• who are just beginning to imagine what kind of work God may be calling them to.

To prompt discussion, give your group this list to start with and ask them to add to the variety of experiences. Even a small group of people with various experiences in the workplace would likely be able to lengthen this list significantly.

This kind of drill or exercise is a kind of “empathy training program,” working out the mental and spiritual muscles that help us pay deep attention to people around us.

Next, each week, try to turn one of these concerns into a two- or three-sentence prayer. For example: “Today we pray for those who work in places of conflict or tension, and for each person with whom they work. Protect them from injustice, and equip them to be instruments of your peace, O God. We pray also for all those who cause destructive conflict the insight and healing they need.”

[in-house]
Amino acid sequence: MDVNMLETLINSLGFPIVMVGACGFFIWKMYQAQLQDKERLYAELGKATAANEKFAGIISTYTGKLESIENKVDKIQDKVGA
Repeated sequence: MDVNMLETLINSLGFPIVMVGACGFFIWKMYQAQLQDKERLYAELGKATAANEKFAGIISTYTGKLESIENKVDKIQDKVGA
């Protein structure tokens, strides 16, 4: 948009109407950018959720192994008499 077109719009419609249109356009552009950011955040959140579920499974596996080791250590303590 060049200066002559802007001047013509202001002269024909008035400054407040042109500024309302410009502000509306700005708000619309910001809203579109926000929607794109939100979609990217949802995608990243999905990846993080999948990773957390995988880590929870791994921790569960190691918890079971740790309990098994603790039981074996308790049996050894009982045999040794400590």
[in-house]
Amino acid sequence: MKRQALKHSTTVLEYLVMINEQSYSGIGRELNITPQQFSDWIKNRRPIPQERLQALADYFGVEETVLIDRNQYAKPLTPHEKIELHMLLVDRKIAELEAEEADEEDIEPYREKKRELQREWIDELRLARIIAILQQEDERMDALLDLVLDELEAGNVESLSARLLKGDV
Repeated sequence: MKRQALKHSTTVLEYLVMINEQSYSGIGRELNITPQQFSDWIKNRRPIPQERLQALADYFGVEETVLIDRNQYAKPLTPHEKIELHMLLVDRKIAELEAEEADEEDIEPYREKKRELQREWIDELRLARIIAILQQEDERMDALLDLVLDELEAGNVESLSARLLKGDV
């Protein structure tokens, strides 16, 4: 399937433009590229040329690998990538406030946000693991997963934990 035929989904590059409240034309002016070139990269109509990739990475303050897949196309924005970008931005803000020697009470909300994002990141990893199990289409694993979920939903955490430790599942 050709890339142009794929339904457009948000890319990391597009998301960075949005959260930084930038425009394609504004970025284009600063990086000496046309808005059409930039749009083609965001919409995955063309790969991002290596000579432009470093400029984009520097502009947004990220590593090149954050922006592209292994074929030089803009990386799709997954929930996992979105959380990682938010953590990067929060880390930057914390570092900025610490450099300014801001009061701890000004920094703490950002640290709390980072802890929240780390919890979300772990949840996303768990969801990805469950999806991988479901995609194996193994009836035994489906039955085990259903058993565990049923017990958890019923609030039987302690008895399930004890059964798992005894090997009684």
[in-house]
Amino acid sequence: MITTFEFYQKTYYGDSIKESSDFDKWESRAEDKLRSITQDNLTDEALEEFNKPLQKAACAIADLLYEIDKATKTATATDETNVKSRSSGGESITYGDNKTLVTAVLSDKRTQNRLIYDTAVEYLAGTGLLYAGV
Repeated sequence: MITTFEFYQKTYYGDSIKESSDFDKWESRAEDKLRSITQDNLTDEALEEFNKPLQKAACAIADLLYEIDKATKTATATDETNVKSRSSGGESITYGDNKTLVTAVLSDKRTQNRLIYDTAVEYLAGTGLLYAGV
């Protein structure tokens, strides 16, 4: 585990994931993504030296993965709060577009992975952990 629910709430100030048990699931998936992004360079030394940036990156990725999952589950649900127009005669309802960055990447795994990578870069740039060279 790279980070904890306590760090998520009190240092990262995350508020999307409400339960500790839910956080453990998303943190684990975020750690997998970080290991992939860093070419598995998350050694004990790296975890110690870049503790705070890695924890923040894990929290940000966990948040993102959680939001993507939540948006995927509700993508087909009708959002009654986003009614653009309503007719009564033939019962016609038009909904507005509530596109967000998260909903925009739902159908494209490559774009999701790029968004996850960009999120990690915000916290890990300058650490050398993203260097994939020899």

(I realize that no single written prayer will sound authentic to each reader of Reformed Worship. Adapt this as necessary to fit your context, and practice the skill of thinking through how to pray for each situation.)

Place that short petition inside a balanced pattern for public intercessory prayer. Here is a pattern to start with.

Addressing God

Thanking God

… for the gift of creation

… for the gift of new creation in Christ

… for the gift of the church and its ministries in the world

Praying to God

… for the redemption of all creation

… for those in authority in the nations of the world

… for needs and concerns around the nation and world

… for the church worldwide, and examples of the church in mission

… for the local community and its needs

… for the local congregation and its mission and ministries

… for those with particular needs and callings

Closing Doxology

Some leaders that pray extemporaneously use a pattern like this to guide them—a bit like an assigned set of chords helps jazz musicians improvise compellingly. Others may use a pattern like this to guide their prayerful act of writing out a text for use in worship. Still others could use an outline like this to guide their development of a “visual prayer” consisting of photographs or artwork that guide the congregation through prayers of thanks and petition.